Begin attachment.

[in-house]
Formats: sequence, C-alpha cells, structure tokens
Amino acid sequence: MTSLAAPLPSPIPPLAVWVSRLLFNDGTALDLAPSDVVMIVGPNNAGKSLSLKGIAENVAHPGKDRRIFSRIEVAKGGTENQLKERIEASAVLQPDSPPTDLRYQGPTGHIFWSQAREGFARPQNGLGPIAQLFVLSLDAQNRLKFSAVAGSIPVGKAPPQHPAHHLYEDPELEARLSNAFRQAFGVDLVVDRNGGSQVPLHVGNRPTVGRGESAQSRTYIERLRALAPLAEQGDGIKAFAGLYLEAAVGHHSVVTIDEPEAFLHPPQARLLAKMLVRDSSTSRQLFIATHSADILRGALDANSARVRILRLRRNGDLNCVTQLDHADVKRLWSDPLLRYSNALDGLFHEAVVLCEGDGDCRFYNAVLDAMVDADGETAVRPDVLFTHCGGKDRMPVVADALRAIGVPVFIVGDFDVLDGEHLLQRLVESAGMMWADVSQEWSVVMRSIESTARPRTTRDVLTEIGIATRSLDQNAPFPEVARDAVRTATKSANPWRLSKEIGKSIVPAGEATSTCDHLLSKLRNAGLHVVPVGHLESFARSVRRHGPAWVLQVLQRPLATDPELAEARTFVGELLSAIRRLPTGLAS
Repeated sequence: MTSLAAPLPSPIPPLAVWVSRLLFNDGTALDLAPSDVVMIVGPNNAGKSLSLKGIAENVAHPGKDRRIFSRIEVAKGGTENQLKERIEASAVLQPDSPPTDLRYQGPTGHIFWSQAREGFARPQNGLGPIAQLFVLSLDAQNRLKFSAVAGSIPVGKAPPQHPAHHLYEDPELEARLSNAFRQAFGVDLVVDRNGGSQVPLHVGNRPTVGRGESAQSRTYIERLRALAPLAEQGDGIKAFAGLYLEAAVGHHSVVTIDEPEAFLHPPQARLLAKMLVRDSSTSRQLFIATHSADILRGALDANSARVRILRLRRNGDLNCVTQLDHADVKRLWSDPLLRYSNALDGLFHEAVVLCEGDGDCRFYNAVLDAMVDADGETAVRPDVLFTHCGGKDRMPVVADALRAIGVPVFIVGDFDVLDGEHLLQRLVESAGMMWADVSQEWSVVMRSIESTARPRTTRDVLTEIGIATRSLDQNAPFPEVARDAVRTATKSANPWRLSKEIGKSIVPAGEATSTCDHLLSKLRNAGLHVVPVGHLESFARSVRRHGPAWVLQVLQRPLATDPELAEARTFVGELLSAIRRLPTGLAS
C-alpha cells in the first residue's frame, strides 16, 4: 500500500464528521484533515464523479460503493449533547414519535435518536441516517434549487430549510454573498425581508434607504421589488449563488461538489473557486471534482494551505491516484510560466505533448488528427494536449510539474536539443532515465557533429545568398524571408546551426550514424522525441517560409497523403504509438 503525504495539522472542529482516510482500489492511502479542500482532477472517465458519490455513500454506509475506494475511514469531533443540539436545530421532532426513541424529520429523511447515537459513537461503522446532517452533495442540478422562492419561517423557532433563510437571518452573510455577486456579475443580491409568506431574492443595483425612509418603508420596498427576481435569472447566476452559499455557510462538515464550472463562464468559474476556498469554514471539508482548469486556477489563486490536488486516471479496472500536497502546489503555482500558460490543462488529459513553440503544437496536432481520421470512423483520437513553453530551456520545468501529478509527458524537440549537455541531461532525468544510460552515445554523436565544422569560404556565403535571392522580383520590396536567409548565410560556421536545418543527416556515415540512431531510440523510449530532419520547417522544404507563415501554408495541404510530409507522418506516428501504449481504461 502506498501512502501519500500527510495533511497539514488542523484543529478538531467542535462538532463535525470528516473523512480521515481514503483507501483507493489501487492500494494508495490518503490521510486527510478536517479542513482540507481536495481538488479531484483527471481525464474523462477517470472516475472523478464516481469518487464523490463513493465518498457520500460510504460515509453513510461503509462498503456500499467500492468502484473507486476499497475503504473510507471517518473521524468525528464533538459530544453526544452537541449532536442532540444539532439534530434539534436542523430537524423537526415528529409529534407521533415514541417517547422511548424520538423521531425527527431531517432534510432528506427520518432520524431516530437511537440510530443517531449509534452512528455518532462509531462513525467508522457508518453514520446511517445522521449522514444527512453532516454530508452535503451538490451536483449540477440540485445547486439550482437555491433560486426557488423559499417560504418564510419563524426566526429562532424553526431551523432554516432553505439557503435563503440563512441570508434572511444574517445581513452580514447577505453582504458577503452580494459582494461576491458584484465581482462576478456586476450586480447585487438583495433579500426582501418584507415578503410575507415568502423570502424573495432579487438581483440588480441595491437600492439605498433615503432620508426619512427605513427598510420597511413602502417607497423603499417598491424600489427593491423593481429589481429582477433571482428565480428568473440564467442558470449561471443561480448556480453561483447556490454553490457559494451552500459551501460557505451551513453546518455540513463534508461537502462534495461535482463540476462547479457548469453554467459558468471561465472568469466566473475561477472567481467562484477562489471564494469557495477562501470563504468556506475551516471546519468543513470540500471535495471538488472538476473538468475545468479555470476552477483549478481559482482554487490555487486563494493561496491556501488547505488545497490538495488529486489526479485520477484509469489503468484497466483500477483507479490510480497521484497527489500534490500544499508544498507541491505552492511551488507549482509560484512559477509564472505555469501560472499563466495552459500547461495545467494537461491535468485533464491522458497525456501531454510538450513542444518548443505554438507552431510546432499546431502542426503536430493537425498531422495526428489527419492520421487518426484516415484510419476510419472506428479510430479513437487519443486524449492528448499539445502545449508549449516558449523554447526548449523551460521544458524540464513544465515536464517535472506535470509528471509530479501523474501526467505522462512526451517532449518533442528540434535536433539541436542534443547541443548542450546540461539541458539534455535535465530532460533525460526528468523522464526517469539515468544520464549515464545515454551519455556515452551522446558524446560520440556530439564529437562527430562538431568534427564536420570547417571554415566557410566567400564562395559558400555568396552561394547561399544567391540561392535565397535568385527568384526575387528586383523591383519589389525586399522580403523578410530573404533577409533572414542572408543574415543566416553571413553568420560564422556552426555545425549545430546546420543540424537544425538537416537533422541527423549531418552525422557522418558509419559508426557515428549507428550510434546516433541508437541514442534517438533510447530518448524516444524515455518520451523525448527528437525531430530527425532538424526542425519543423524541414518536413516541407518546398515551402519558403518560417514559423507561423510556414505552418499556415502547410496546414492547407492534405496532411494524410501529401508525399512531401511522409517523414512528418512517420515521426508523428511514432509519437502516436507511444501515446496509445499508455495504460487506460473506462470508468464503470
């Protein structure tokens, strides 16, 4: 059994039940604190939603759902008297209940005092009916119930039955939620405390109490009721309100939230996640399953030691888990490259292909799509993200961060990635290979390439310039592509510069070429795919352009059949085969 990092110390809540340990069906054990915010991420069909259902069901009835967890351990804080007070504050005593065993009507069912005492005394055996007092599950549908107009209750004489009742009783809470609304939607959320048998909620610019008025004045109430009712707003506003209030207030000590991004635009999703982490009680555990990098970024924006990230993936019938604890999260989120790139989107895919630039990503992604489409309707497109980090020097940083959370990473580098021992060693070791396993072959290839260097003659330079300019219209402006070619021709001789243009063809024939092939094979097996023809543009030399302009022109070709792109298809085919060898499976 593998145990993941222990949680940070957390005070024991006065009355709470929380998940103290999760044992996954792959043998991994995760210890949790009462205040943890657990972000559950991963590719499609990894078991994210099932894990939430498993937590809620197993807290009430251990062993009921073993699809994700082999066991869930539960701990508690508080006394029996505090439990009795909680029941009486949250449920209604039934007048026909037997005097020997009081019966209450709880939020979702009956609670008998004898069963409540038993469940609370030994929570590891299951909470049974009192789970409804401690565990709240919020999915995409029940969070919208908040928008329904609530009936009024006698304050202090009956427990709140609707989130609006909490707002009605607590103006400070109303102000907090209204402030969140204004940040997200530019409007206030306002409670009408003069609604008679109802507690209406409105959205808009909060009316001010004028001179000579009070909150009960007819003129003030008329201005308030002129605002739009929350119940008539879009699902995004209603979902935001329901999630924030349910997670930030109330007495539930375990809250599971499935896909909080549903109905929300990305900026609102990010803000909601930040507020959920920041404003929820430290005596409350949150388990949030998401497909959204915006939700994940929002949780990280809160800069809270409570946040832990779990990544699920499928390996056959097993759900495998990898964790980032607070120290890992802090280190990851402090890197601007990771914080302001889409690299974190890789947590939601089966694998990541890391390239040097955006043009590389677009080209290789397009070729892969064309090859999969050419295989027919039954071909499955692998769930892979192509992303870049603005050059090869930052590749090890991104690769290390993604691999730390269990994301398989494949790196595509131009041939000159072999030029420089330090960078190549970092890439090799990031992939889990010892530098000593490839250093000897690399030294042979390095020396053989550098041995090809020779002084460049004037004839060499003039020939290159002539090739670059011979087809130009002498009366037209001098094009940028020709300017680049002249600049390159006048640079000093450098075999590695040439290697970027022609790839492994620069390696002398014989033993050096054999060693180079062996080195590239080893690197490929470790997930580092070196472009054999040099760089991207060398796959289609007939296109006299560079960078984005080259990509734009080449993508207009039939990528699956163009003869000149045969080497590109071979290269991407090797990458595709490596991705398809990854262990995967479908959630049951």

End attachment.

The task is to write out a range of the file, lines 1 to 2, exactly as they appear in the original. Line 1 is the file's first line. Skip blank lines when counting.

[in-house]
Formats: sequence, C-alpha cells, structure tokens